Photo by Christopher Pacquette via Flickr CC.
Photo by Christopher Pacquette via Flickr CC.

From OJ Simpson to Casey Anthony, America has no shortage of highly anticipated and hotly discussed trials. At the moment, Boston is a hive of judicial, legal, and media activity surrounding the trials of two infamous, if unrelated defendants: Boston Marathon bombing suspect Dzhokhar Tsarnaev and New England Patriots tight-end and homicide suspect Aaron Hernandez. An article from ABCNews by Denise Lavoe uses sociology to explain why some trials can gain so much attention and how that affects the ideal of trial by a jury of peers. In each of the Boston cases, jury pools reached well over 1,100 people until a group of potential jurors who hadn’t already reached a conclusion about the case could be found.

Quoted in the article, Northeastern University sociologist Jack Levin explains that each trial attracts interest and media attention in a specific way. People are interested in the Tsarnaev case because of “a widespread feeling that people have that they are vulnerable.” The fear of terrorism drives public interest rather than the fame of the defendant. The Hernandez case is different, as Levin explains, because the trial of a popular sports figure attracts its own kind of attention. Society, he says, places “tremendous value on athletes, and when one of them commits a serious crime like homicide, it shocks the public.” The trial of a disgraced, once-popular player draws public attention partially because the narrative seems to run so counter to prevailing perceptions of sport and athletes, as well as the gloss of fame. Tsarnaev is felt keenly as a physical threat to everyone, while Hernandez represents a more abstract threat to assumptions and values. Both cases will likely remain front-page news well into the future, but different social processes lay beneath their infamy.

A Sociology of Celebrity Sanctions

Photo by Ed Yourdon via Flickr CC
Photo by Ed Yourdon via Flickr CC

Bill Cosby is a household name, once associated with a long and illustrious career, now with an infamous string of sexual assault allegations dating as far back as 1965. After new rape charges arose in late 2014 and became the subject of pop-culture discussion, TVLand dropped The Cosby Show from its rerun schedule and Netflix postponed a Cosby comedy special. A sitcom he had in development was canned. Notably, Cosby had weathered such accusations for decades without losing the support of networks and business partners. This time has been different.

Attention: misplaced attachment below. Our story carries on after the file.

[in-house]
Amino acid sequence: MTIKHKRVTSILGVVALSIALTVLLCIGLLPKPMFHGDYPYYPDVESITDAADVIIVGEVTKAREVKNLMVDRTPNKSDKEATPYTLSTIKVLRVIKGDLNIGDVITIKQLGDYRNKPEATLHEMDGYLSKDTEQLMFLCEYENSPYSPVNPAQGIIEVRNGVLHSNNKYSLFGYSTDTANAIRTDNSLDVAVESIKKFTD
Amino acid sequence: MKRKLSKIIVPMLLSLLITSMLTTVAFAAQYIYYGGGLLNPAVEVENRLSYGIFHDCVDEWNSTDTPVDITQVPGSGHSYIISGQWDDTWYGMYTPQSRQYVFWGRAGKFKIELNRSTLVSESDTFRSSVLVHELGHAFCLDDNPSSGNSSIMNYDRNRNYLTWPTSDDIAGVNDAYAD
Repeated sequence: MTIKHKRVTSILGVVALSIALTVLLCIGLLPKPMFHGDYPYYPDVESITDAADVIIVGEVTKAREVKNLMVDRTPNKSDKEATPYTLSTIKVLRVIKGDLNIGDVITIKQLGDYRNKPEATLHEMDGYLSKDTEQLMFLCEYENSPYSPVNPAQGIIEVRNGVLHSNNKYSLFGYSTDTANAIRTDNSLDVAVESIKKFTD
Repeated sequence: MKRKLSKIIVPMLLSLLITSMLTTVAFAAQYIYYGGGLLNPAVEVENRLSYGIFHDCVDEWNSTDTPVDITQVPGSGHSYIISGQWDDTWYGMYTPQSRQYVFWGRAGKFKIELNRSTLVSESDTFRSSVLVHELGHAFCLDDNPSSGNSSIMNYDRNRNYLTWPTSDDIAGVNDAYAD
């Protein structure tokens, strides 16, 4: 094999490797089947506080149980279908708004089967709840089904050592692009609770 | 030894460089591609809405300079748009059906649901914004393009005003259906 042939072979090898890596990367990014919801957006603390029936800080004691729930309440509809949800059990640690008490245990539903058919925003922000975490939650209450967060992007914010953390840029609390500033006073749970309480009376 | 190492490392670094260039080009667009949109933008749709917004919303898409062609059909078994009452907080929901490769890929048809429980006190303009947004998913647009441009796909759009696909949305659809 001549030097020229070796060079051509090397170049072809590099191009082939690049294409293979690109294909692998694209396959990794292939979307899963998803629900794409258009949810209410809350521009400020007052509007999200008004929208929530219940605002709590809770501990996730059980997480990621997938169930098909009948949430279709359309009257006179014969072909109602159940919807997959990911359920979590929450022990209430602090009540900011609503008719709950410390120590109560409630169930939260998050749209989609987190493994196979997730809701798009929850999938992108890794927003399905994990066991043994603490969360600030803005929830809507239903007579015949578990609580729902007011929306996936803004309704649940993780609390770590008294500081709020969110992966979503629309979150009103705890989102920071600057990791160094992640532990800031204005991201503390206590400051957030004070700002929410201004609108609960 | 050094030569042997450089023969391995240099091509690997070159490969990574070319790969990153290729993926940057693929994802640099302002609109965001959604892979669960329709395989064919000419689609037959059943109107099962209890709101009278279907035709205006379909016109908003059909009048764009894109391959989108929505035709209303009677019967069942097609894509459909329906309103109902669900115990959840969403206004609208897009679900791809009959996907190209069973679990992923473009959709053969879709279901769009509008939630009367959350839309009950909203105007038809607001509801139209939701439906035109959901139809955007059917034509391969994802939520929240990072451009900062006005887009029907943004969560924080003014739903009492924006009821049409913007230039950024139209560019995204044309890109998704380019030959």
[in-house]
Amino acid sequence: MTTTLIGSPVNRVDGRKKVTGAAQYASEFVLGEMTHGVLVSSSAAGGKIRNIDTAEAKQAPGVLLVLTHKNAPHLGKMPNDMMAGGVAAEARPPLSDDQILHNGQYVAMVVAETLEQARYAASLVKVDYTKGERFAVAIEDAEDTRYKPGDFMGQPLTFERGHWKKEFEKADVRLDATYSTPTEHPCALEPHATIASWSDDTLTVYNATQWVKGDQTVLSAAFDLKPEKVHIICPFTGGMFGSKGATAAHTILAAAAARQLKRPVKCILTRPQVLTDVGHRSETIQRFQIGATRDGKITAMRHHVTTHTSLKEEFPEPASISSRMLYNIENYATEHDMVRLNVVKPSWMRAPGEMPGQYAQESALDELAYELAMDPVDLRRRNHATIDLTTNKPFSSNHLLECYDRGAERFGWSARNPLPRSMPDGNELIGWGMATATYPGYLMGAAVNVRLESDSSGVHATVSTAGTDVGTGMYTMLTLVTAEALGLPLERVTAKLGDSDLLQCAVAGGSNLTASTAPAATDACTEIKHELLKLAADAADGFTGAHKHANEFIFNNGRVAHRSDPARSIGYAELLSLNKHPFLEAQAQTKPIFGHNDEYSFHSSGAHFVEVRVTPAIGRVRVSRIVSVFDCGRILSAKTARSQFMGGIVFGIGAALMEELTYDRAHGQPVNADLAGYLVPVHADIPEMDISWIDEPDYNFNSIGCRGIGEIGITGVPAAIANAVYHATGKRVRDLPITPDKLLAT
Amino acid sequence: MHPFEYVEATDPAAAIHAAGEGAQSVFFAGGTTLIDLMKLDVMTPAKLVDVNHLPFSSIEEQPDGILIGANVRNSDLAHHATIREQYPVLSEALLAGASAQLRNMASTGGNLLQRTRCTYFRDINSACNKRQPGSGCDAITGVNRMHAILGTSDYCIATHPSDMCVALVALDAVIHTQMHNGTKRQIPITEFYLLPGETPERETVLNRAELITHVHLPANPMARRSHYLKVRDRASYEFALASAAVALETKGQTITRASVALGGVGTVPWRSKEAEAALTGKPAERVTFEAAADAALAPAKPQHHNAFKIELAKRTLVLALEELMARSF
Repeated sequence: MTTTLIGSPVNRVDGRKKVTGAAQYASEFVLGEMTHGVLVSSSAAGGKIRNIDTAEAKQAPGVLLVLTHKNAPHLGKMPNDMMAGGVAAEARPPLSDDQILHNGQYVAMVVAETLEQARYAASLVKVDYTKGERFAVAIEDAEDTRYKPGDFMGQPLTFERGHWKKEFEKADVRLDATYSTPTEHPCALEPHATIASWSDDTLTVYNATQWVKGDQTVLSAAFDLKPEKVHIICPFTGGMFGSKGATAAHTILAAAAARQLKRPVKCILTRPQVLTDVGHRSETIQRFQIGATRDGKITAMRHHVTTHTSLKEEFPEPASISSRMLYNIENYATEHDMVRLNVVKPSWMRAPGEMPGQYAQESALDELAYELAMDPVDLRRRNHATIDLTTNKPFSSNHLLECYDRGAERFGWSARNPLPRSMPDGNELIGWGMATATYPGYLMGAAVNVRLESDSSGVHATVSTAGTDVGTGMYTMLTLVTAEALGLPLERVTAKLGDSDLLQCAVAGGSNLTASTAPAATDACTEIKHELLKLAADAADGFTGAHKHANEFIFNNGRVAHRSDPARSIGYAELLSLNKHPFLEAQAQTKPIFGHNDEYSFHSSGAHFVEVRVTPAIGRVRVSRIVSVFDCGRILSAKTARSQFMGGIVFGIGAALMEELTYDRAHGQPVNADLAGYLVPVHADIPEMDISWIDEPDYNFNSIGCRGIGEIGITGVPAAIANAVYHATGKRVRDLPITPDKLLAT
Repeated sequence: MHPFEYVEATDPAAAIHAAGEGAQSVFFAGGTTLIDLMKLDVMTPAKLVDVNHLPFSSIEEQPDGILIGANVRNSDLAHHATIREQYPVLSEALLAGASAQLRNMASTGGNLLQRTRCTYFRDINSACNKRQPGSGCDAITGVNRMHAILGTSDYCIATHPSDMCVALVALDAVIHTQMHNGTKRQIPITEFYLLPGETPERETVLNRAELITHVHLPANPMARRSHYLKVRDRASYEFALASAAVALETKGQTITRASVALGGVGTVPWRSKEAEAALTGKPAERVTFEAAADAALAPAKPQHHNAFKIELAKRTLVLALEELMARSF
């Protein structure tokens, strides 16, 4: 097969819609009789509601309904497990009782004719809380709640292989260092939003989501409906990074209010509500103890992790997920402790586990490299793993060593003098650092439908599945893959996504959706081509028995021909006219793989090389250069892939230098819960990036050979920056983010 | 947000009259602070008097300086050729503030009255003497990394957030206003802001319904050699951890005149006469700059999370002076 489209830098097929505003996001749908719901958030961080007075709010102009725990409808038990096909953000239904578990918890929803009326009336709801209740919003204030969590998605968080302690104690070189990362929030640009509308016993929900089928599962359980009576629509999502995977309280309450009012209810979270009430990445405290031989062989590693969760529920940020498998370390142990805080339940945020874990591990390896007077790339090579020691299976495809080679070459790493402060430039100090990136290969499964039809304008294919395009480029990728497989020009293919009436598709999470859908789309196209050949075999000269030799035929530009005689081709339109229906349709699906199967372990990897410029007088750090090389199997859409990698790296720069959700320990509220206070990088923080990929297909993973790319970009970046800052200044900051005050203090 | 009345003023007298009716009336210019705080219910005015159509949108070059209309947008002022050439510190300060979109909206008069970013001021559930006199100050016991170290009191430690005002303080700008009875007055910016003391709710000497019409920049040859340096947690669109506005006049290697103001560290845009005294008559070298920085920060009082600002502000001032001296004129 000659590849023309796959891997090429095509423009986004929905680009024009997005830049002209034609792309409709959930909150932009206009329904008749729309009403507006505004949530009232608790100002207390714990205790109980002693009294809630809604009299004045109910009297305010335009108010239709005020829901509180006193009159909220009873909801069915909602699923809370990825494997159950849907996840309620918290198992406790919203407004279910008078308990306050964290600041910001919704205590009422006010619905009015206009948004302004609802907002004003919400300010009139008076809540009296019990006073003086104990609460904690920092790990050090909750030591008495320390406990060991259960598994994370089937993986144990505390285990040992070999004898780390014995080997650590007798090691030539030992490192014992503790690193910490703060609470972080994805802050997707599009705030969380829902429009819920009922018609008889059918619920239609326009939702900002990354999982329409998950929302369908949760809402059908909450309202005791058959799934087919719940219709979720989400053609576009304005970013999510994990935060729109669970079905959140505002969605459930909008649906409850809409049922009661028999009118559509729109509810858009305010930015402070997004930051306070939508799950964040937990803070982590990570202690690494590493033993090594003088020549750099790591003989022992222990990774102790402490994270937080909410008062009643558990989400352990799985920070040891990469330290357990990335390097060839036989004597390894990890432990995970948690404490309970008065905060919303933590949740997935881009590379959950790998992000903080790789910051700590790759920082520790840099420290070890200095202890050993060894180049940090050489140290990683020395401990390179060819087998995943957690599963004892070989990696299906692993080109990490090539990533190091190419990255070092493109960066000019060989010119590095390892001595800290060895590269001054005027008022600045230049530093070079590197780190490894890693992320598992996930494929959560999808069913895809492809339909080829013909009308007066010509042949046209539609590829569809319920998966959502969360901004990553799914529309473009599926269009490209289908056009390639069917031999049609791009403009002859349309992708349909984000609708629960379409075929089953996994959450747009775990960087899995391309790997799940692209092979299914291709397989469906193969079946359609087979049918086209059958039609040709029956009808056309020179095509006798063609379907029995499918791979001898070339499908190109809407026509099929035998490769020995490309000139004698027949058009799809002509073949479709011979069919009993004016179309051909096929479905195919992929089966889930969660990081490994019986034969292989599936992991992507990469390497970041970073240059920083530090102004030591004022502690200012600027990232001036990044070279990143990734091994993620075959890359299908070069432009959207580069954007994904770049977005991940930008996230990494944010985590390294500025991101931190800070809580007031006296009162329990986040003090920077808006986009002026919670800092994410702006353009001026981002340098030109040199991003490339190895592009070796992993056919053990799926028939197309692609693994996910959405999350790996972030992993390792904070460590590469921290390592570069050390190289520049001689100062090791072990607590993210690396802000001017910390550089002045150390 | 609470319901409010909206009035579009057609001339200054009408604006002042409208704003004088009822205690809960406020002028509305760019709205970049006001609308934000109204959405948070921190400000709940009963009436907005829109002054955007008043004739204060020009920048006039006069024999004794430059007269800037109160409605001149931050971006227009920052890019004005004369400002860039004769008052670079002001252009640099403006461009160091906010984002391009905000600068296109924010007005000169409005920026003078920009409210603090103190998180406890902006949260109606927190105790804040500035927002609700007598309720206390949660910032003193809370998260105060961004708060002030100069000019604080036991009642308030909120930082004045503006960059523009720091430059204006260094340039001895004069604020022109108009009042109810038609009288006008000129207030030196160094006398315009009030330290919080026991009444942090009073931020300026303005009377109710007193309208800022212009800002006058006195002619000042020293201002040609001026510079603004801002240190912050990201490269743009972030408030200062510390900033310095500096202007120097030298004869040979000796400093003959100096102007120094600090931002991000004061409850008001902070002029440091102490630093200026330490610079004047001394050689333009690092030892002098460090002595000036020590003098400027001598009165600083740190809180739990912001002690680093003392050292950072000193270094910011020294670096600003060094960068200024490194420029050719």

University of Texas-Austin sociology professor Ari Adut lends his thoughts in a New York Times article. When public knowledge about a scandal is limited rather than widespread, entertainment businesses are less likely to take action. Once an allegation leveled against a public figure and becomes common knowledge, though, businesses are compelled to respond: “[w]hen everyone knows that everyone else knows about the claim (and so on), society can judge people and groups that do not act on that knowledge.” So, though rape and assault accusations had followed Cosby for nearly a half-century, the latest set of allegations have been hotly discussed in the media, and groups like Netflix moved to distance themselves from the performer so as to avoid public perceptions of Inaction.

This sociological explanation for how businesses assess public opinion regarding scandals and act accordingly helps us understand many other occurrences in the entertainment industry. For example, after actor Charlie Sheen had a run-in with the NYPD regarding drugs in 2010, CBS soon dropped the star from Two and a Half Men, despite the fact that Sheen had notoriously faced drug issues before. Once Sheen’s 2010 crime became public knowledge, the axe fell swiftly. For the famous, what the public doesn’t know—or mobilize around—needn’t be a worry. When it hits the front pages, though, anything from “dirty laundry” to felony assault is likely to tarnish a even a star’s brand image (and paychecks).